Park delivers an honest and intricate story in the frame of a dynamic mother-daughter relationship. The bond between Mara and Ana is evident in every chapter. It is this sacred bond that creates such inner conflict for Mara and makes it difficult for her to forgive many of the choices Ana made. While the storyline jumps from past to future, Park vividly sets the scene in each location, seamlessly bringing the reader along Mara’s journey ... a brilliantly entwined work of art that illustrates the bonds that hold us together, proving there is nothing more pure than the love of a caregiver.
Samuel Park’s new novel, The Caregiver, is a study in fragility: that of bodies, of boundaries, and of identity itself ... At the same time, the novel reveals how both giving care and receiving it can be ways of affirming a person’s individual worth ... Park’s prose is simultaneously dreamlike and visceral ... the lines between people and objects, the physical and the intangible, are blurred—giving the sense of a world that is constantly in transition, and that could change shape at any moment ... The work of a caregiver, then, is not merely depleting, but also an act of transference: a gift of care, that the receiver can give back and give to others. A gift—in the fragile, constantly shifting world of Park’s novel—that can always be called and counted upon, though the relationships surrounding it change.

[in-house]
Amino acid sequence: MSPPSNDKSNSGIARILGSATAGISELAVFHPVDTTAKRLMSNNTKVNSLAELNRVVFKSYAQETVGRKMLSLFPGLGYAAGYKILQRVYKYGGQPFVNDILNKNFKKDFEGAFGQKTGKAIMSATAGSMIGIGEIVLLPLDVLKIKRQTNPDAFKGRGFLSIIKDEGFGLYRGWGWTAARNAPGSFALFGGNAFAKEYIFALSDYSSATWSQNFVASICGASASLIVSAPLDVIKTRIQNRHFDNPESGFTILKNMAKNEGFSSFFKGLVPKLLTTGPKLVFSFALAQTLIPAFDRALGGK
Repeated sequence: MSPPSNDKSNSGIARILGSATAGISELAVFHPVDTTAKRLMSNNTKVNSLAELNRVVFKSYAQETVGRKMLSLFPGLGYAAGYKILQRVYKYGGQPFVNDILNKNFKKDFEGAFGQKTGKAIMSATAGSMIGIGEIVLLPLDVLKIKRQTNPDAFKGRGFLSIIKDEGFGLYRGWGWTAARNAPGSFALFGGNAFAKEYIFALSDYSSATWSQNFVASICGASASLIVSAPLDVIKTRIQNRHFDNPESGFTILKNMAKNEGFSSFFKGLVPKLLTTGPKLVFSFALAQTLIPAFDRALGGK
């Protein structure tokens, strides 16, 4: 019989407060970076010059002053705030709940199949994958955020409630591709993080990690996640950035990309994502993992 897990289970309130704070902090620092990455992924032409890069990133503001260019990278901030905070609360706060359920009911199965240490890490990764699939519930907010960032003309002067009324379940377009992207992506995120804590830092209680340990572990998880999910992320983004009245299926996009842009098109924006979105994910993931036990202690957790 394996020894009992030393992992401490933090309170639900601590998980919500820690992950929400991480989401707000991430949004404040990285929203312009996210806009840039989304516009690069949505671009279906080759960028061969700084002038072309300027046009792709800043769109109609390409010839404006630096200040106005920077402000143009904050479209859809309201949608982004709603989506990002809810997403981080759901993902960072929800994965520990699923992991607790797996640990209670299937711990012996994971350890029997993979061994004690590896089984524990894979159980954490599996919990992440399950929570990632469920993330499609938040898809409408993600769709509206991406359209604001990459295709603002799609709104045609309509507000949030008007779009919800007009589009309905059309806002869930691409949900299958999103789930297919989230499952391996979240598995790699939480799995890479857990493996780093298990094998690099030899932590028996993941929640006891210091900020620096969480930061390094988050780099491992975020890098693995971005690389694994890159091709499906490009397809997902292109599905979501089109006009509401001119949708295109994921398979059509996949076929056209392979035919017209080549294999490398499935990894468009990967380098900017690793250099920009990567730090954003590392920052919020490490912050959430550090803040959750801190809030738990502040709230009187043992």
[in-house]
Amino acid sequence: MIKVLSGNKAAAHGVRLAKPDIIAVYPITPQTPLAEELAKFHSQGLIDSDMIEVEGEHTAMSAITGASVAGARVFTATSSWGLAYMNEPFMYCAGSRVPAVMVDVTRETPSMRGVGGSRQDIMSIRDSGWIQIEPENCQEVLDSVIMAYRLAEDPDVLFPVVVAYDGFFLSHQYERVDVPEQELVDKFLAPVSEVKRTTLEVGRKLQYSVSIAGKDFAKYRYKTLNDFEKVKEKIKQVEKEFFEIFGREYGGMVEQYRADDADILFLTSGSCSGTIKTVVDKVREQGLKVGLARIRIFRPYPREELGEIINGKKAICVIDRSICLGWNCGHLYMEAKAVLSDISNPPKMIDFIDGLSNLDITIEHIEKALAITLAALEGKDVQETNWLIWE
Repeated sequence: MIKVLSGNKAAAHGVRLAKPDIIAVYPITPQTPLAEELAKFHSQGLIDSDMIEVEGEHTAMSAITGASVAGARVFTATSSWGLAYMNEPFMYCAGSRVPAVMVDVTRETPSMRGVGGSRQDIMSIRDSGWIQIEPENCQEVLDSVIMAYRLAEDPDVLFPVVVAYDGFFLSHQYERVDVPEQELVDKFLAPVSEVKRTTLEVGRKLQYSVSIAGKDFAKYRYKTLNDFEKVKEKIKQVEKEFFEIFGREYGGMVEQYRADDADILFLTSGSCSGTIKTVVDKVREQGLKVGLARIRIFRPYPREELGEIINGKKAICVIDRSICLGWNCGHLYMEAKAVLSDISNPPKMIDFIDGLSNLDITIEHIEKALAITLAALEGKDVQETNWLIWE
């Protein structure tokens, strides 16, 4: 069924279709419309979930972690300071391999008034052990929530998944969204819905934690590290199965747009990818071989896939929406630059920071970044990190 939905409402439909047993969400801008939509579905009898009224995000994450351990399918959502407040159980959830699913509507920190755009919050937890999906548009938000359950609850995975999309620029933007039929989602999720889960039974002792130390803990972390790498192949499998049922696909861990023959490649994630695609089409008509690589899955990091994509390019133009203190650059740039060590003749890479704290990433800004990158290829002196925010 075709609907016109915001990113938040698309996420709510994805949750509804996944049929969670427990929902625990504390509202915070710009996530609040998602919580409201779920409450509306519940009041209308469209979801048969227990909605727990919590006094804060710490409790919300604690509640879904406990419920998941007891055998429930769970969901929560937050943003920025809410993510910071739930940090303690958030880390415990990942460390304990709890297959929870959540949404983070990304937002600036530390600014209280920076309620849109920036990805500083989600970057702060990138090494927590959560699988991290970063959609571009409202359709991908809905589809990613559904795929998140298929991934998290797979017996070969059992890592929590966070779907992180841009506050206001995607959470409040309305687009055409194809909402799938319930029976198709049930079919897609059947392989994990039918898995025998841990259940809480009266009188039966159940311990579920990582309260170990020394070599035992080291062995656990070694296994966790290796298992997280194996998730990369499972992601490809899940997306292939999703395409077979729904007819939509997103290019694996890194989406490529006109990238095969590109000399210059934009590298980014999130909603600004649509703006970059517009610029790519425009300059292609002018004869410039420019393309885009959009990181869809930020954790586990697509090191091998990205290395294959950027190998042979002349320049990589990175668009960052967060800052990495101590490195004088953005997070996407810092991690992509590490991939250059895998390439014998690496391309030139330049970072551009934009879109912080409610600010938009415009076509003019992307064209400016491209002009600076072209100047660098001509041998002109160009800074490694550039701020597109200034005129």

The story that Park tells here, fittingly, is free of pity, but full of compassion. And while it is not essential that a reader know that Park’s own background involves both distinct settings and that he himself met an early end from the same disease that he gives to one of his main characters, that knowledge undeniably adds an extra layer of interest and pathos to an already moving novel ... Less convincing are some of the splashy, soap operatic plot twists that Park puts in as the book goes on — convenient coincidences, an expedient fainting spell — sacrificing characterization and plausibility in favor of utilitarian occasions for secrets to be revealed. In fairness, these decisions do keep the pages turning, but at times they feel rushed and make the reader long for more quiet moments ... Park’s book leaves readers with a chance to think seriously and directly about some of the worst things that can happen, a chance that feels even more rare and grave now that the author is permanently gone.